considered an artifact, the illustrations have become a living document.
One at a time, each drawing tells the story of a survivor. Although the
illustrations were from four decades ago, they inspire others to share
their stories, contributing to a collective narrative that began long ago
in Laos, but continues today through the voices of Laotian Americans.

Following a viewing of the illustrations at an exhibit in Lowell,
Massachusetts, a Lao woman in the audience stood up to speak at a community
forum, "The illustrations made me remember. I have not shared, not even
with my family because I didn't think it was important. When I was a young
woman in Laos, I worked as a nurse to help people hurt by the bombing.
Every day, the airplanes would come: Boom! Boom! Boom! And then one day, it
came so close to us, we had to hide in the cave and we hear right outside
the cave, the sound so loud. It scared me so much. I feel so lucky I did
not die. The pictures made me remember. I am so sad that today, people in
Lao are still being hurt and dying from these bombs." The woman, whose
husband had spoken on several occasions about his experience, had never
shared hers. The illustrations and community forum gave her a chance to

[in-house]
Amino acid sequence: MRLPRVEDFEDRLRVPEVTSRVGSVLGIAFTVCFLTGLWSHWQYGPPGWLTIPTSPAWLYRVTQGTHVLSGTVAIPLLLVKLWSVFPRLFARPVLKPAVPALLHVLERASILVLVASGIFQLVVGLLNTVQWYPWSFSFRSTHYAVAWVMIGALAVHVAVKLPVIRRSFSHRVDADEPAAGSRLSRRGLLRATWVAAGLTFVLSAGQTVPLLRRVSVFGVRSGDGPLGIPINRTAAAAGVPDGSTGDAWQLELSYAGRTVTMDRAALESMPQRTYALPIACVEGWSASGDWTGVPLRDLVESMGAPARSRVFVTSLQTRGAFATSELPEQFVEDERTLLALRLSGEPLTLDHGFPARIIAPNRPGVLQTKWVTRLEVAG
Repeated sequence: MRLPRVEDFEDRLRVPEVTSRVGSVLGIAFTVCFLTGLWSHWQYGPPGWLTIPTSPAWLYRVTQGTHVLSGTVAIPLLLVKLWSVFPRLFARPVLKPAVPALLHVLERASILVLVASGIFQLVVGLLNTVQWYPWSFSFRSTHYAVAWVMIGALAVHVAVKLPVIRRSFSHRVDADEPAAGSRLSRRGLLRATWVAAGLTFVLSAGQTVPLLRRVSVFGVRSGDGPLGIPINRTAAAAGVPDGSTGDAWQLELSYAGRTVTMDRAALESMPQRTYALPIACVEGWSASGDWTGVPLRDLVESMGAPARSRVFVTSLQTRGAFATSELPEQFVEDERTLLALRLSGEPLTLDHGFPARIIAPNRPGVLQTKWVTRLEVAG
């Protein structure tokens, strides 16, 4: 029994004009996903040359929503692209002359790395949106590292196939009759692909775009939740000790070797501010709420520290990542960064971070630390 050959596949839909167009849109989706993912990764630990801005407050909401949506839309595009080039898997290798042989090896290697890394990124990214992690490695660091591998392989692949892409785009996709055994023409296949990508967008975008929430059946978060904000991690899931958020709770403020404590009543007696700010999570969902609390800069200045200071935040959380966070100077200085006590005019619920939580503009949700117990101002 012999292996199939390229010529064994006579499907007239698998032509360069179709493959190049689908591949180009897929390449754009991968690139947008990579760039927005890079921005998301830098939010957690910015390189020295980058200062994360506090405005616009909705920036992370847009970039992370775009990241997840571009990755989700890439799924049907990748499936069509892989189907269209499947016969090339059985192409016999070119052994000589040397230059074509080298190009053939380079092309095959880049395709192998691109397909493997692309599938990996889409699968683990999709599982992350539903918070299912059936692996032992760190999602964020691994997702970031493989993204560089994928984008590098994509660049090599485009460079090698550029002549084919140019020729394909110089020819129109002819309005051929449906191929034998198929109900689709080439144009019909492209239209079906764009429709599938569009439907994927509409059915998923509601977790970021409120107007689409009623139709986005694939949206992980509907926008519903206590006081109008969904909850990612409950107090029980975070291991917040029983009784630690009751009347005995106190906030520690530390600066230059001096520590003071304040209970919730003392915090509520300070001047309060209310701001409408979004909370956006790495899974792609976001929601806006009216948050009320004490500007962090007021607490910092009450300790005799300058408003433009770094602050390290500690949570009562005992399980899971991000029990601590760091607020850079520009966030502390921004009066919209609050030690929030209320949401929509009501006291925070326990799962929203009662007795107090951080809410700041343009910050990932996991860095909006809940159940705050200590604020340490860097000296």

tell her story for the first time in 30 years. Today, she remains engaged
in educating people in the Boston-area about the bombing and its aftermath.

These new voices and stories are captured in various ways through Legacies
of War: interactive exhibition pieces, community programs, oral history
interviews, theater performance pieces, and new commissioned works of art.
Based on oral histories collected from Laotian refugees and their
descendents, the Refugee Nation theater piece reveals connections between
U.S. and Southeast Asian history, and the unique challenges faced by
political refugees and their American children. Touching on themes of
identity, globalization, and activism, it brings a Laotian voice to a
growing part of the Asian-American Diaspora that is yet to be included in
the American experience.